A Publication of WTVP

August 17, 1998. That's a day that should be remembered in our history books for decades to come. It's the day that a sitting U.S. President admitted two very immoral things: he admitted that he, a married man, had an "inappropriate relationship" with a 21-year-old female who was an intern at the White House; and he, in effect, admitted that he'd spent the better portion of this year trying to evade culpability. In other words, he got caught fooling around and, faced with the accusation, said "I didn't do it."

Both of those things happen every day in this country. Many times. But this time it was different. This time the accused man was the leader of the free world, the most powerful man on earth-the President of the United States.

From my point of view, that changes things a bit.

First of all, the "inappropriate relationship." I have a real problem with that. Sure, the intern was an adult, but barely. I have a 21-year-old son who himself was an intern in Washington D.C. this summer. Had a "sensitive" situation developed involving him while in the nation's capital, as a parent I would be screaming "youthful naivete." No matter how eager Monica Lewinsky might have been to participate in the relationship-even if she initiated it-it shouldn't have happened. Bill Clinton is the President of the United States, someone we should all look up to, a person in the highest authority. Some say he's even supposed to be the country's moral leader. Yet, here he was, in an enlightened society where sexual harassment and discrimination are not tolerated in business, using the trappings of his very powerful elected office to find sexual gratification in an "inappropriate relationship."

What about Hillary and Chelsea, the "two people he loves most?" He isn't a single man pursuing romantic activities as part of a longer courtship, but a married man "hitting" on a young girl barely older than his teenage daughter. The encounters didn't even happen in a "private" place, but rather in one of the most public buildings in America, the home taxpayers provide for our top leader.

The President has asked us collectively to close the book on the investigation. He said that what he has done is private. "It's nobody's business but ours." Which, of course, is just not true. What the President does extramaritally is all of our business. And he should know better than anyone. After all, he's a student of this country's history. Part of that history tells us many of our Presidents have been philanderers. John Kennedy. Lyndon Johnson. Even Ike is said to have carried on with his secretary during the war. So, does that make it okay to fool around outside of marriage if you're the President? Certainly not any more. Times have changed. The Presidency has changed. And Bill Clinton, as a student of history, should know that. He should know that President Carter was castigated for just thinking about "lusting." At least one other leading candidate for his job was forced to drop out of the race when his philandering became public knowledge. There was a time when Presidents were allowed private lives, when "inappropriate relationships" were tolerated. That day has passed. No matter what freedom his predecessors enjoyed in their private lives, Bill Clinton should know that the President now lives under a microscope. You fool around, you're going to get caught. And that, quite frankly, is highly inappropriate behavior for the President of the United States.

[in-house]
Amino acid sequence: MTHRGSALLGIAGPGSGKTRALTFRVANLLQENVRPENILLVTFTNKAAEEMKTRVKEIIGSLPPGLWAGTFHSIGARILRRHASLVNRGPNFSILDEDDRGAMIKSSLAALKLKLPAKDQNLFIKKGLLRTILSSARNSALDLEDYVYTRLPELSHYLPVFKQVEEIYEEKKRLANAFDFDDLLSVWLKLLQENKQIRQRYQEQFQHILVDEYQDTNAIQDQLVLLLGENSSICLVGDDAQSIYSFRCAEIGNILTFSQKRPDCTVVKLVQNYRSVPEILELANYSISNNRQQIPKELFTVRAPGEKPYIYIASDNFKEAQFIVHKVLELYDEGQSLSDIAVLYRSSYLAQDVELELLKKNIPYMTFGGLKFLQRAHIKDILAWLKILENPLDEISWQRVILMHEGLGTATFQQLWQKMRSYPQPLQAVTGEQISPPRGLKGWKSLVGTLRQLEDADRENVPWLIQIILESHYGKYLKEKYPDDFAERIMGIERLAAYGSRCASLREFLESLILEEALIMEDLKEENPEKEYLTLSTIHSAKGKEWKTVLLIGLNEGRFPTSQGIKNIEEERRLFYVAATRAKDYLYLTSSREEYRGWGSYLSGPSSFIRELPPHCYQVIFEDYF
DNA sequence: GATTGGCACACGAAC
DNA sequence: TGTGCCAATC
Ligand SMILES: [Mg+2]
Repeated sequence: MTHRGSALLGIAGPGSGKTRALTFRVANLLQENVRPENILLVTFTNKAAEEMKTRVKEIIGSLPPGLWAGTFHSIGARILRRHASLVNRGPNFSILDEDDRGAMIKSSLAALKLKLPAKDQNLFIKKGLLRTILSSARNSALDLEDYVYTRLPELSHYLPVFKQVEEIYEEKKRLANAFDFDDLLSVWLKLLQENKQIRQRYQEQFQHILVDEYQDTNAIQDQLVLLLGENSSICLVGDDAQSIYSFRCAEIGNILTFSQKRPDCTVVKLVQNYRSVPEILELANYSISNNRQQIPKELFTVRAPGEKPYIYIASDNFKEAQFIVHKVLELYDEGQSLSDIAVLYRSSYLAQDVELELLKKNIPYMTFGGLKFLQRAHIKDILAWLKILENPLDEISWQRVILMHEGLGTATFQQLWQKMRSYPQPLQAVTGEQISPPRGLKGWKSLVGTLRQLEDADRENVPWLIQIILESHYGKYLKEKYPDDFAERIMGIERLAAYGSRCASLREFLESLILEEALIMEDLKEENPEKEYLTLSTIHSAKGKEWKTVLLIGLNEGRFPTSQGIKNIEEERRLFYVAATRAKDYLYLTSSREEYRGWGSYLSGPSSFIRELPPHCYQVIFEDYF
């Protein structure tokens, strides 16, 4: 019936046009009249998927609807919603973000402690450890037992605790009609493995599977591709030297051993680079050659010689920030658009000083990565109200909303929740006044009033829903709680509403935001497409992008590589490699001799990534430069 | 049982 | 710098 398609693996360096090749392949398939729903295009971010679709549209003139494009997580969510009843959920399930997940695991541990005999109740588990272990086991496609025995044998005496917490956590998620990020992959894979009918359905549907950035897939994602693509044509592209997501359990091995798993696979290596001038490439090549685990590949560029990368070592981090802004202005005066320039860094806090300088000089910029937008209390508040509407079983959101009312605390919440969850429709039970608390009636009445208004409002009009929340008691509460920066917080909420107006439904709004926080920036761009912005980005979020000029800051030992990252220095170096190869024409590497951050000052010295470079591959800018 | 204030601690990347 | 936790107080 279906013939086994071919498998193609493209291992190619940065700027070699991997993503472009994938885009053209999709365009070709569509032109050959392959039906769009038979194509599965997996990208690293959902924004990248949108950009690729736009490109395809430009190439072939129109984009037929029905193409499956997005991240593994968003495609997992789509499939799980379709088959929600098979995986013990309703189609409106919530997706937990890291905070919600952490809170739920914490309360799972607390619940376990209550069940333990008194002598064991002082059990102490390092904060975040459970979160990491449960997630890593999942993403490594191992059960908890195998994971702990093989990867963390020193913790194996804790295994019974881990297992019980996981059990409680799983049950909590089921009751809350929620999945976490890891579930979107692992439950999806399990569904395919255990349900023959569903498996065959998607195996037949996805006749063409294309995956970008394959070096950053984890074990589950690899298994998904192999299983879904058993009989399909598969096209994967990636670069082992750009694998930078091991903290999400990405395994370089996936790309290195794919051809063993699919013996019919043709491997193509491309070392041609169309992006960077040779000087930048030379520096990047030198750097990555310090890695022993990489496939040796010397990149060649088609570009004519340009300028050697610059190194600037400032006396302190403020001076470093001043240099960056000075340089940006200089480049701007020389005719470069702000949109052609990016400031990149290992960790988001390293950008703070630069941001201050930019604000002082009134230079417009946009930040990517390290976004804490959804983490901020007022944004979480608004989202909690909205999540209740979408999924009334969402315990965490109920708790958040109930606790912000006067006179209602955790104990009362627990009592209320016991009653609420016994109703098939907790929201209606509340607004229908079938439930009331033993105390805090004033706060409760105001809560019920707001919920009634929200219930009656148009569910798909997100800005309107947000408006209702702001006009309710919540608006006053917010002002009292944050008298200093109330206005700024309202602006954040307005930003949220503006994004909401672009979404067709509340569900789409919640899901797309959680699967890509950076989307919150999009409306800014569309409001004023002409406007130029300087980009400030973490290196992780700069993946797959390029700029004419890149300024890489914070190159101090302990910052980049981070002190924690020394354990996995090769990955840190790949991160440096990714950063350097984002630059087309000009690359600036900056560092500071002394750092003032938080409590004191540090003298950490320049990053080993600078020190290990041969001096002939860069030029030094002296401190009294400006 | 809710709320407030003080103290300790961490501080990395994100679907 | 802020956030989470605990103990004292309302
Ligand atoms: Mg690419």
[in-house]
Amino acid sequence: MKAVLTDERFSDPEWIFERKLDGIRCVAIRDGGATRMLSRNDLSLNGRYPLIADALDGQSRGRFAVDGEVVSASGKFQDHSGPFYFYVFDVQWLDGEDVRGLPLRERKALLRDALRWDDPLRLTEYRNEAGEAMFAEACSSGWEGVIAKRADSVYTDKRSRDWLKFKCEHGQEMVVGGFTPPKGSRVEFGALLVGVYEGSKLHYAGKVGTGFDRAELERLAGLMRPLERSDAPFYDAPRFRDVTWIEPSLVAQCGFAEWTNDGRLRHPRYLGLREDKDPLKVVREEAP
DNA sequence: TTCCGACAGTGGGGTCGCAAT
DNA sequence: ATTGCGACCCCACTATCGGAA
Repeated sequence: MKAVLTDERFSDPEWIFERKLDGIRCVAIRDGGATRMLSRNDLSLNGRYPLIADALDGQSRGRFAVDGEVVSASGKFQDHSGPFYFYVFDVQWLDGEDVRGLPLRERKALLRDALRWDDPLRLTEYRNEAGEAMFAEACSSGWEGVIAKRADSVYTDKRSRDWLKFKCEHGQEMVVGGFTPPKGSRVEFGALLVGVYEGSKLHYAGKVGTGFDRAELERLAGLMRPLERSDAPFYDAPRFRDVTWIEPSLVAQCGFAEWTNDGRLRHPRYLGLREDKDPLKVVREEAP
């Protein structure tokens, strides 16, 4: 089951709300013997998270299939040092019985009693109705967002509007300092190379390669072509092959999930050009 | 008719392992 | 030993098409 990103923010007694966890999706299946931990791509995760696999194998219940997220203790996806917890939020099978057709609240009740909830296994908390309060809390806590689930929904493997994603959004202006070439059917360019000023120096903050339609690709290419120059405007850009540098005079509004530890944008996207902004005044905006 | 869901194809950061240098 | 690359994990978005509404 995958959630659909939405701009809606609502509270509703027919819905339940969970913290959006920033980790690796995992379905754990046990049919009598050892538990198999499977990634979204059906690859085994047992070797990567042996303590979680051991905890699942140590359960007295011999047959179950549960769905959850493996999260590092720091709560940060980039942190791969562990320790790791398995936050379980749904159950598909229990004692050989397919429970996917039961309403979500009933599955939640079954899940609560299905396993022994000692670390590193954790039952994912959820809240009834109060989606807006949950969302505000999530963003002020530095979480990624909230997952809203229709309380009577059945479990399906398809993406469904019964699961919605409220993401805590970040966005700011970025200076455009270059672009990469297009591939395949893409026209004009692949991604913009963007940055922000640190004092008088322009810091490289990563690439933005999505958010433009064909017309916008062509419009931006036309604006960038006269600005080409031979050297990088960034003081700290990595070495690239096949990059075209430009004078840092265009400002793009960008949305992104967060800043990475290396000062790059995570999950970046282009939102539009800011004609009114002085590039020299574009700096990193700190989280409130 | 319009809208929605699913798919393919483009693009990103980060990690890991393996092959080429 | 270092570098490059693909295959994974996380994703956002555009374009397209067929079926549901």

Unfortunately, we've become accustomed to the dwindling supply of real heroes in our country. To learn that the President of the United States is no better than a bunch of people we might know-who cheat on their wives and then lie about it-might be disappointing, but it's become par for the course. Besides, things are too good otherwise. The economy is strong. Employment's at an all-time high. The Cold War is over. The U.S. is recognized by most countries as the most powerful nation on earth. Into that context, a little adultery by the President-even lying about it-might be embarrassing. If not forgivable, it's forgettable. And certainly not impeachable.

Unfortunately, that's the bottom line in all of this. Congress-both parties seem very upset by the President's revelations. Our own Congressman Ray LaHood stated the office of the presidency has gone as low as it can go-we think. But as political beings, our elected officials do what the people want them to do. And it's unlikely, in times that are so good, that the people will want to impeach the man that many of them credit with creating the good times.

During this President's tenure, parents have had to turn off the national news in front of their young children, suggesting all of "adult" interests are R-rated. Teachers want to avoid current event topics involving the leader of our country for fear of bringing up side discussions of semen or oral sex, and even family values.

There are ways of holding CEO's accountable to such behavior in the business world-they'd be terminated. But we predict that those of us who are more than upset about this will get no satisfaction in the days ahead-if ever. Nonetheless we can do two things: we can keep the heat turned up on this President so that he continues to regret his past actions; and, we can dedicate ourselves to ensuring that future Presidents have enough moral character not to make a mockery of the institution of marriage. If we hope to teach our children that lies and immoral behavior are not acceptable-whether at home, in our businesses, or in our government-then it's critical that we not make a mistake in the polling booth again. IBI